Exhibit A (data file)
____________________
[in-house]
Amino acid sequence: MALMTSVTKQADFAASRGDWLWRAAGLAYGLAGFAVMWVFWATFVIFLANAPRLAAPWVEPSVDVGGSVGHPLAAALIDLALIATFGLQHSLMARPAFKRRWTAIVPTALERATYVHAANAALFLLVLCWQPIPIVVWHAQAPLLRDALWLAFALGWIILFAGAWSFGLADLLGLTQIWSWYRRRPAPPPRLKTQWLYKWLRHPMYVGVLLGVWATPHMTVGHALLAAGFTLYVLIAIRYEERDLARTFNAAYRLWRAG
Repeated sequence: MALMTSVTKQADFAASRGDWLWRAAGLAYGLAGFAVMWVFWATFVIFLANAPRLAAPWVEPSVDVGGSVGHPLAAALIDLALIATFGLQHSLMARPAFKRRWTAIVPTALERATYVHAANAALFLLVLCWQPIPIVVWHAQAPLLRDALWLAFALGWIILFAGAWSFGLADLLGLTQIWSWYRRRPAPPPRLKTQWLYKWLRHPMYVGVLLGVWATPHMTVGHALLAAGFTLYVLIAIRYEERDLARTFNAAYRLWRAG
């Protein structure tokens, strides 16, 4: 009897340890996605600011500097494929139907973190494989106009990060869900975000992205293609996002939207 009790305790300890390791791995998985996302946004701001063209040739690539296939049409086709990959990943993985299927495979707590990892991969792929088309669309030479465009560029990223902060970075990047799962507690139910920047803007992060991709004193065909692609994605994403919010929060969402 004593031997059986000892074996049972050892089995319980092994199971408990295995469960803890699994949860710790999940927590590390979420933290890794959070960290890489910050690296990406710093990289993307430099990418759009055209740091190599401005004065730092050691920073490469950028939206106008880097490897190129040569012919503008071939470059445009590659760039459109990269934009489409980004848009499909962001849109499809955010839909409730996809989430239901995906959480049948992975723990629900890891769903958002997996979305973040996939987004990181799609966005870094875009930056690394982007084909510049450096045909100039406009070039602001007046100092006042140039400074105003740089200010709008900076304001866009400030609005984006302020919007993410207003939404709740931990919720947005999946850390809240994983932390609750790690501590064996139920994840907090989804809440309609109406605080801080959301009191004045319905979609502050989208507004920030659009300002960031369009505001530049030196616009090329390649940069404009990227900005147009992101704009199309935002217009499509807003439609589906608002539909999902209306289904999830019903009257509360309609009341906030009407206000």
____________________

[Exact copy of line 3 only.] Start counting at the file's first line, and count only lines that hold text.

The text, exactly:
Repeated sequence: MALMTSVTKQADFAASRGDWLWRAAGLAYGLAGFAVMWVFWATFVIFLANAPRLAAPWVEPSVDVGGSVGHPLAAALIDLALIATFGLQHSLMARPAFKRRWTAIVPTALERATYVHAANAALFLLVLCWQPIPIVVWHAQAPLLRDALWLAFALGWIILFAGAWSFGLADLLGLTQIWSWYRRRPAPPPRLKTQWLYKWLRHPMYVGVLLGVWATPHMTVGHALLAAGFTLYVLIAIRYEERDLARTFNAAYRLWRAG